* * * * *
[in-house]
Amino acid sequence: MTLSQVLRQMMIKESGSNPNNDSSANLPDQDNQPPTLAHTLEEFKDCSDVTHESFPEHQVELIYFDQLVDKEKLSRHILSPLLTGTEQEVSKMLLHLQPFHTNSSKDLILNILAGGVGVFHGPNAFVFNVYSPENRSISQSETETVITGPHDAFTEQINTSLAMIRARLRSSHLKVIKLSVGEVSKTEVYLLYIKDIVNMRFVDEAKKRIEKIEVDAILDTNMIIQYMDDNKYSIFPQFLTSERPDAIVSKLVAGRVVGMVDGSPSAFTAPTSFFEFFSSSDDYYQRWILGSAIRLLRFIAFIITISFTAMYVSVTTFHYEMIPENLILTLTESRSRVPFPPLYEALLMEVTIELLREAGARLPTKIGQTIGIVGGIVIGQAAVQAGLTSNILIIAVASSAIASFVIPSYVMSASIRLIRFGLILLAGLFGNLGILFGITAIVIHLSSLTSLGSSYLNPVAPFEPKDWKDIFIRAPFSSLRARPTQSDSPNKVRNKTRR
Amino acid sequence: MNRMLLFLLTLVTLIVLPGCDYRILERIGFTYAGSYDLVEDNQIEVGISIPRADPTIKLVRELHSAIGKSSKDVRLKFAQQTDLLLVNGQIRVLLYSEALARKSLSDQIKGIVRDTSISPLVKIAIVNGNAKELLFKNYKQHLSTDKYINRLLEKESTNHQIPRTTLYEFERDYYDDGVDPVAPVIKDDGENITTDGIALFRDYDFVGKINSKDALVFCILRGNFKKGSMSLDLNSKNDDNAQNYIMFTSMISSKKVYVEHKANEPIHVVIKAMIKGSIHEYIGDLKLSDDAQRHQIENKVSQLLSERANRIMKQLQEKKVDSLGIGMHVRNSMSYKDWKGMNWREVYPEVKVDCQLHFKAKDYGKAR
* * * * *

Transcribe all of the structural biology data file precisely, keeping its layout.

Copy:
[in-house]
Amino acid sequence: MTLSQVLRQMMIKESGSNPNNDSSANLPDQDNQPPTLAHTLEEFKDCSDVTHESFPEHQVELIYFDQLVDKEKLSRHILSPLLTGTEQEVSKMLLHLQPFHTNSSKDLILNILAGGVGVFHGPNAFVFNVYSPENRSISQSETETVITGPHDAFTEQINTSLAMIRARLRSSHLKVIKLSVGEVSKTEVYLLYIKDIVNMRFVDEAKKRIEKIEVDAILDTNMIIQYMDDNKYSIFPQFLTSERPDAIVSKLVAGRVVGMVDGSPSAFTAPTSFFEFFSSSDDYYQRWILGSAIRLLRFIAFIITISFTAMYVSVTTFHYEMIPENLILTLTESRSRVPFPPLYEALLMEVTIELLREAGARLPTKIGQTIGIVGGIVIGQAAVQAGLTSNILIIAVASSAIASFVIPSYVMSASIRLIRFGLILLAGLFGNLGILFGITAIVIHLSSLTSLGSSYLNPVAPFEPKDWKDIFIRAPFSSLRARPTQSDSPNKVRNKTRR
Amino acid sequence: MNRMLLFLLTLVTLIVLPGCDYRILERIGFTYAGSYDLVEDNQIEVGISIPRADPTIKLVRELHSAIGKSSKDVRLKFAQQTDLLLVNGQIRVLLYSEALARKSLSDQIKGIVRDTSISPLVKIAIVNGNAKELLFKNYKQHLSTDKYINRLLEKESTNHQIPRTTLYEFERDYYDDGVDPVAPVIKDDGENITTDGIALFRDYDFVGKINSKDALVFCILRGNFKKGSMSLDLNSKNDDNAQNYIMFTSMISSKKVYVEHKANEPIHVVIKAMIKGSIHEYIGDLKLSDDAQRHQIENKVSQLLSERANRIMKQLQEKKVDSLGIGMHVRNSMSYKDWKGMNWREVYPEVKVDCQLHFKAKDYGKAR